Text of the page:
Geriatric Joint Care

by Robin Love, VMD 

As we care for more geriatric veterinary patients, we deal with the same diseases seen in older people. One common disease is degenerative joint disease or arthritis. As pets live to older ages, we see more wear and tear on their joints. Treatments range from symptomatic pain relief to joint replacement.

Most common degenerative joint disease in dogs is the result of genetic abnormalities or tendencies, or trauma. There are cases of Lyme-related arthritis, infectious arthritis, and rheumatoid (or autoimmune) arthritis. But by far, the most frequent cause of joint disease is wear and tear on slightly imperfect, or traumatized joints over time, and this is the type that this article addresses.

Preventing arthritic disease is almost impossible because of its strong genetic component. The joint shape and structure determine the amount of disease that develops with the passage of time. To minimize the risks of joint disease, the pet should be kept at a lean, athletic weight. Many pets suffer from obesity, and this will multiply any existing joint problems and lead to an acceleration of disease progression over time. A healthy diet and regular exercise can do as much to prevent joint problems for a pet as they can for humans.

The medical treatments available closely mimic human options. Usually, a symptomatic pet would start on a non-steroidal anti-inflammatory drug. This entire class of medicines has the possible side effect of upsetting the stomach or intestines. Giving the drugs with a small meal can help. The drug should be stopped, at least temporarily, if any vomiting or diarrhea occurs. Frequently, the first drug tried is buffered aspirin once or twice daily. As disease progresses, this may not be sufficient pain relief and stronger medication may be required. The most common options used are Rimadyl and Etogesic. These two medications are stronger than non-steroidal anti-inflammatory drugs, but with increased strength comes an increased risk of possible side effects. When these are no longer effective, the last, and strongest medicine, steroids, may be used. Of course, the side effects of this class of drug are more numerous and potentially serious.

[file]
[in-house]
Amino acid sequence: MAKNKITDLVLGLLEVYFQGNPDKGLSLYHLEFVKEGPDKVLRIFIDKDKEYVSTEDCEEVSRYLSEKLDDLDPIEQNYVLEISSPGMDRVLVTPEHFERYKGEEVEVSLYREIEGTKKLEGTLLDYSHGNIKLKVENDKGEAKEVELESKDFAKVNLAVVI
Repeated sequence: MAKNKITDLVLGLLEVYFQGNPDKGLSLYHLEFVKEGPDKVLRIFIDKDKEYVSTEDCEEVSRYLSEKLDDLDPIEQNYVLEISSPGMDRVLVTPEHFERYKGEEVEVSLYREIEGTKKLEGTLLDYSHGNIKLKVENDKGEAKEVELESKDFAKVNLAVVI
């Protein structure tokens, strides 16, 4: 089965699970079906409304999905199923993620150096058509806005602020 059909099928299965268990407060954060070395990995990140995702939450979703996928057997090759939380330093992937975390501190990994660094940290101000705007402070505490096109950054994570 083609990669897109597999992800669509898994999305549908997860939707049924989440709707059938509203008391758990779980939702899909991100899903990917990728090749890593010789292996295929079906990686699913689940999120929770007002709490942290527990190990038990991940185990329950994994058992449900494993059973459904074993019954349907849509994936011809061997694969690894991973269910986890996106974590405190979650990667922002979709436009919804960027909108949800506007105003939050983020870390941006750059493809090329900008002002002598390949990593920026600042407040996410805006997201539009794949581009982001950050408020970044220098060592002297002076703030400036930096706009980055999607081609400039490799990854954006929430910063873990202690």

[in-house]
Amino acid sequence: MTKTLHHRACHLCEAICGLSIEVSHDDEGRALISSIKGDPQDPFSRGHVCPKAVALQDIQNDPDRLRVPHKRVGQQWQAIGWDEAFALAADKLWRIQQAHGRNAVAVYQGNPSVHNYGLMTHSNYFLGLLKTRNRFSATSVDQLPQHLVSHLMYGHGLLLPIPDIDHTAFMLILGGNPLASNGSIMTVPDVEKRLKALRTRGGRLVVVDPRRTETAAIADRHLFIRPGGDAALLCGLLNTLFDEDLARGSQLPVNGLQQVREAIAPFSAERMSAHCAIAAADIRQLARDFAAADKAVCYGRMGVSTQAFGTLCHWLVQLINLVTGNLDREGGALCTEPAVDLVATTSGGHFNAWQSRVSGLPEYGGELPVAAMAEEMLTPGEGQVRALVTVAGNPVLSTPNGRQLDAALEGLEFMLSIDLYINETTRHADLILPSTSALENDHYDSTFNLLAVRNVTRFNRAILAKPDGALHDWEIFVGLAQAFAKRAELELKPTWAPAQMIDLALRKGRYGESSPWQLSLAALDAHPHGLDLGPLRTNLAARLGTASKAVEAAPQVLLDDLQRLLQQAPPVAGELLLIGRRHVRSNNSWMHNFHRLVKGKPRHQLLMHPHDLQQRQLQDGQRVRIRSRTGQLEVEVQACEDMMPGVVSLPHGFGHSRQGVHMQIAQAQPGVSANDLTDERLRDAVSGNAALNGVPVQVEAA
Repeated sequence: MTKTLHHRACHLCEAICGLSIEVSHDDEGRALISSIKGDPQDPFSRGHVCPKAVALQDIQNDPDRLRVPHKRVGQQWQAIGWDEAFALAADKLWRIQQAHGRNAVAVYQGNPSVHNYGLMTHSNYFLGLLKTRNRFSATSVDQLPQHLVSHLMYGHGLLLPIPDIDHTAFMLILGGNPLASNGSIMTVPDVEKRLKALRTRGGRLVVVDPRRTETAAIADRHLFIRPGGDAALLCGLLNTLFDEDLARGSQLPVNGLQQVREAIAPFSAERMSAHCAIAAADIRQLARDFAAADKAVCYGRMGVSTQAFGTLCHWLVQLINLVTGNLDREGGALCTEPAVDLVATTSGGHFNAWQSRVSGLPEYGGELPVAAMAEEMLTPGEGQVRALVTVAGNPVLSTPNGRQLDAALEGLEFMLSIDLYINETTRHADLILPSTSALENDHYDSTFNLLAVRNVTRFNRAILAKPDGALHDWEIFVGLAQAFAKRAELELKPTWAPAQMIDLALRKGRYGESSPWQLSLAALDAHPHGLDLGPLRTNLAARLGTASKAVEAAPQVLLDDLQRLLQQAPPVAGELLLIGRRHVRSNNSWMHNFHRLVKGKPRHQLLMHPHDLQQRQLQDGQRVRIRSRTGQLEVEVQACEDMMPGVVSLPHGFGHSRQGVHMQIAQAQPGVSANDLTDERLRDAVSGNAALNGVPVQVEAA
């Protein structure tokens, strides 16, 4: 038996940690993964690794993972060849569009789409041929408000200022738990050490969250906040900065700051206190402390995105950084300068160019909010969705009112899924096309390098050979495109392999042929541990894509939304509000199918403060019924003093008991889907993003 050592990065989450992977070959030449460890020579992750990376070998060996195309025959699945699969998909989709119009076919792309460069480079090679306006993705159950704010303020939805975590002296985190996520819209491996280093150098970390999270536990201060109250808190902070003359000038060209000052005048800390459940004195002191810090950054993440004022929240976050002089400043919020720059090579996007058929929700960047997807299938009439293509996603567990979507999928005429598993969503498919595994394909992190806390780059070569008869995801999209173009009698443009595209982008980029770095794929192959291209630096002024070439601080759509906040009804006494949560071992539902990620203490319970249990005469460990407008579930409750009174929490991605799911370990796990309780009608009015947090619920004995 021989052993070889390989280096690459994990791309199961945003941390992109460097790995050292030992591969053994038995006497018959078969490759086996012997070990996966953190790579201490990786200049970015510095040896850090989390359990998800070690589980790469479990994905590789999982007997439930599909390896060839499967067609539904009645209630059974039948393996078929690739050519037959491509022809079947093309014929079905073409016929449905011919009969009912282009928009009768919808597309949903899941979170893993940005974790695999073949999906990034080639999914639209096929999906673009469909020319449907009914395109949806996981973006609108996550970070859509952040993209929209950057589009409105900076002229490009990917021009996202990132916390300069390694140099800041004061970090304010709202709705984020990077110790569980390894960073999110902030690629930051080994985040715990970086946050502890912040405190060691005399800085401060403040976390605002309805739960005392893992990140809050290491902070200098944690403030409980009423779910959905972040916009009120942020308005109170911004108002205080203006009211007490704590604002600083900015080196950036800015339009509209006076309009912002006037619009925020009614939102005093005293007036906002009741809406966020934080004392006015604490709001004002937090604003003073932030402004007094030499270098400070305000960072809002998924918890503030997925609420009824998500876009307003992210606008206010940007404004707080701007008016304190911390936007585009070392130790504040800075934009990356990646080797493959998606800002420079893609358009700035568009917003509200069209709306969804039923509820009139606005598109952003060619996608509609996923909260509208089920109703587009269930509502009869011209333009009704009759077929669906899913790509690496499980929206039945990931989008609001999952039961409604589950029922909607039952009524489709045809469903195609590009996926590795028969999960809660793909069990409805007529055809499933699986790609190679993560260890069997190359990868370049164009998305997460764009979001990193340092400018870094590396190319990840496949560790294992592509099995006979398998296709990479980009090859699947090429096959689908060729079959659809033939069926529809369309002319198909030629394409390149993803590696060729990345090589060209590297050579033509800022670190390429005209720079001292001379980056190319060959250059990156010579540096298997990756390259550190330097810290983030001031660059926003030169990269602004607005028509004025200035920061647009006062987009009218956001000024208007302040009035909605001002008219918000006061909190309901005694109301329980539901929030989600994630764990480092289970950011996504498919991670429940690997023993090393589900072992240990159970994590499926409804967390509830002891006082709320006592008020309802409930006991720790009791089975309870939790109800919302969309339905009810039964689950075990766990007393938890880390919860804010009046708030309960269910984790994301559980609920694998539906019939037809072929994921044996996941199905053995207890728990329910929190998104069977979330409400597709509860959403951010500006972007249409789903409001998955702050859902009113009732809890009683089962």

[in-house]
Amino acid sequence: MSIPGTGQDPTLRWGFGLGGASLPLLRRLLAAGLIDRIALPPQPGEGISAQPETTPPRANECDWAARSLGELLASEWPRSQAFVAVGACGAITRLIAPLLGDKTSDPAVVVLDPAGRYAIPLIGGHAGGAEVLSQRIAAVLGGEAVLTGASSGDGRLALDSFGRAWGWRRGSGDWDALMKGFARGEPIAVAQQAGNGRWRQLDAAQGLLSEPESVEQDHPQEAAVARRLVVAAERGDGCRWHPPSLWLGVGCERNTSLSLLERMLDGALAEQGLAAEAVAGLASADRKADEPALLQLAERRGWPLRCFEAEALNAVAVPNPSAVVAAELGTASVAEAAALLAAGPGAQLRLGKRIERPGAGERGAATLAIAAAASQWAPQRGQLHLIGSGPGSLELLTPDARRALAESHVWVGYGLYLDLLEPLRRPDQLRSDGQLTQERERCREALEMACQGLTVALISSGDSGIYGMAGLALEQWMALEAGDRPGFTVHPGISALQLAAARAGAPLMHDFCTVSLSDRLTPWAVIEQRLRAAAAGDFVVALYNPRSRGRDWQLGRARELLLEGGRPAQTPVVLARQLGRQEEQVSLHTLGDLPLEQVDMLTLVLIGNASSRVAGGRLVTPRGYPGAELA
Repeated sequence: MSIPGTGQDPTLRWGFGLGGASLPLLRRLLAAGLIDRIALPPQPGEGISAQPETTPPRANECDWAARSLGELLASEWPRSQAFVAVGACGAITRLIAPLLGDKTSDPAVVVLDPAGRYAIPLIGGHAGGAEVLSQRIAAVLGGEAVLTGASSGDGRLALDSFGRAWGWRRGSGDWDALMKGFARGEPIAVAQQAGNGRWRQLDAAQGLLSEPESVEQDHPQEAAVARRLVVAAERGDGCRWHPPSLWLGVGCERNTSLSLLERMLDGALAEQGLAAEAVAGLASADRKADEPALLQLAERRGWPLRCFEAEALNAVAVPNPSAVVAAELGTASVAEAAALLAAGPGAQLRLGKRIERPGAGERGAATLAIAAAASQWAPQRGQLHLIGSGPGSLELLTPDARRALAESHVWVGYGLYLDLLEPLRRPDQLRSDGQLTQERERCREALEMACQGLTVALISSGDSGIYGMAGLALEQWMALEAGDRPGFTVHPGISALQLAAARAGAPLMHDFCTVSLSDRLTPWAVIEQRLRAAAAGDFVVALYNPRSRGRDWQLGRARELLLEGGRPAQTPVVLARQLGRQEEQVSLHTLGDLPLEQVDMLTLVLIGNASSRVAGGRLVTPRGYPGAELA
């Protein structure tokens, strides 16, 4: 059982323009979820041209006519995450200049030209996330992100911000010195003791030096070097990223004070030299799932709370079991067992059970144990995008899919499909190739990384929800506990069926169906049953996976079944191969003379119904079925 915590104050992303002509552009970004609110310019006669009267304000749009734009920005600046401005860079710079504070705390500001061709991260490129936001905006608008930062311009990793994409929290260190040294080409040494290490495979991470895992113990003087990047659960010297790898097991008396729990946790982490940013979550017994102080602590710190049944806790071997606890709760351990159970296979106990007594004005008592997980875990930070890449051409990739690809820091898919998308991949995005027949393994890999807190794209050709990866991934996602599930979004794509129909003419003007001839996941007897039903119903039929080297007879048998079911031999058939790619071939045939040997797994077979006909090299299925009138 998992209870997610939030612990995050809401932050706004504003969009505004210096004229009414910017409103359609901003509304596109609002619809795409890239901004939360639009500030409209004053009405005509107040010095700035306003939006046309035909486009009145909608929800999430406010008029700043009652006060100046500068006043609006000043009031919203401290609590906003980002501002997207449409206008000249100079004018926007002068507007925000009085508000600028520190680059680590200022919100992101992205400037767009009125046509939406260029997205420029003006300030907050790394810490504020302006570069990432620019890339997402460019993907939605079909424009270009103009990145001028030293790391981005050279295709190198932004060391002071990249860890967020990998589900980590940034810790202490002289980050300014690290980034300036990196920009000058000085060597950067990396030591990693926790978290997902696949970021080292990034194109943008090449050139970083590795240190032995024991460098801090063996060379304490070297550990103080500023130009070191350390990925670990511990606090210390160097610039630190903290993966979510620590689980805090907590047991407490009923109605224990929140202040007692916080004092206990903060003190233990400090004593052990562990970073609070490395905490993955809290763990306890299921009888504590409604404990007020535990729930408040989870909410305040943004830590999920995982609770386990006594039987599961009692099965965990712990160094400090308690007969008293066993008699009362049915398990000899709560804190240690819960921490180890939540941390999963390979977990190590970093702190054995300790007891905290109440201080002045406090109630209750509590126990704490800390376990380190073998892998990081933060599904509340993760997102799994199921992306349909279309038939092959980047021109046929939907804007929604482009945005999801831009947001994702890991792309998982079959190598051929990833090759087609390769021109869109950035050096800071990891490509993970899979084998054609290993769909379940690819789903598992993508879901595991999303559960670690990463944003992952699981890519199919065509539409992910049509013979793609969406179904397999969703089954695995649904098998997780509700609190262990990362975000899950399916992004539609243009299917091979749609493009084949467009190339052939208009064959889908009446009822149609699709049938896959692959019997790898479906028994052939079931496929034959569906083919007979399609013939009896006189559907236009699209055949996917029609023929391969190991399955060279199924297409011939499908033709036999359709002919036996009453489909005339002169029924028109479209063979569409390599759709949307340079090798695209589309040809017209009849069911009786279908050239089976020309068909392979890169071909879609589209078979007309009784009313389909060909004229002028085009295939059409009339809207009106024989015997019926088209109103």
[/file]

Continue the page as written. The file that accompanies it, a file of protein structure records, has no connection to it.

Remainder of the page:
Another avenue of treatment is using nutraceuticals-non-drug supplements that add nutritional support to the joints. The commonly used human supplements contain glucosamine and chondroitin and are derived from cartilage extracts. Dogs do not make as good use of the chondroitins as they do glucosamine. There are many types of these supplements available. Some senior dog foods even include these in their formulas.

The last drug treatment worth mentioning is a series of injections meant to help stimulate the pet to produce more joint fluid. The most common drug for this is Adequan. As with all therapies some pets seem to benefit more from this than others.

As a last effort to eliminate the pain associated with arthritic joints, some animals have surgery on the affected limbs. Examples of this are total joint replacement for the hip, femoral head and neck excision for the hip, or joint fusion to keep a painful joint rigid and no longer grinding with every step. Most of these surgeries require an experienced orthopedic surgeon and the outcome will vary, based on the extent of joint disease present and the overall health of the pet before surgery.

Caring for pets requires more today than in the past. As we learn more about the canine and feline species, and veterinary medicine expands and improves, all aspects of a pet’s care needs monitoring. As with humans, diet control, regular exercise, and loving care prolong the life span of loved ones.

Robin Love, VMD can be reached at Bethel Mill Animal Hospital, 585 Woodbury-Glassboro Road, Sewell, NJ 08080, 856-589-7388